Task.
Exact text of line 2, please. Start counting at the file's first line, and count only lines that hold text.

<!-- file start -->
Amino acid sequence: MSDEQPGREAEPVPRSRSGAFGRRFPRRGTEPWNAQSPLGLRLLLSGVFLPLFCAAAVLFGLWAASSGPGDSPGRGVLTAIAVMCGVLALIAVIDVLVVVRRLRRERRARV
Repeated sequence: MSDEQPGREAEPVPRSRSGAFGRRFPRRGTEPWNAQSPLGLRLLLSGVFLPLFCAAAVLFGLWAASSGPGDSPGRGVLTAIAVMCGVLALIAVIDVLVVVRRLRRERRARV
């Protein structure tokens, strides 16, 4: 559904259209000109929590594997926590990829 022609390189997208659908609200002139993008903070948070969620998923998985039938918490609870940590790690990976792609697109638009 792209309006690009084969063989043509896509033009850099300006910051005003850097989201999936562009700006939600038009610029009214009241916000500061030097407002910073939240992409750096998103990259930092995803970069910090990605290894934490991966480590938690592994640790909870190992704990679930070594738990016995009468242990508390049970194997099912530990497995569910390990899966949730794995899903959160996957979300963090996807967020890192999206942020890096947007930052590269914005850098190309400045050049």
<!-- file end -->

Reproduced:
Repeated sequence: MSDEQPGREAEPVPRSRSGAFGRRFPRRGTEPWNAQSPLGLRLLLSGVFLPLFCAAAVLFGLWAASSGPGDSPGRGVLTAIAVMCGVLALIAVIDVLVVVRRLRRERRARV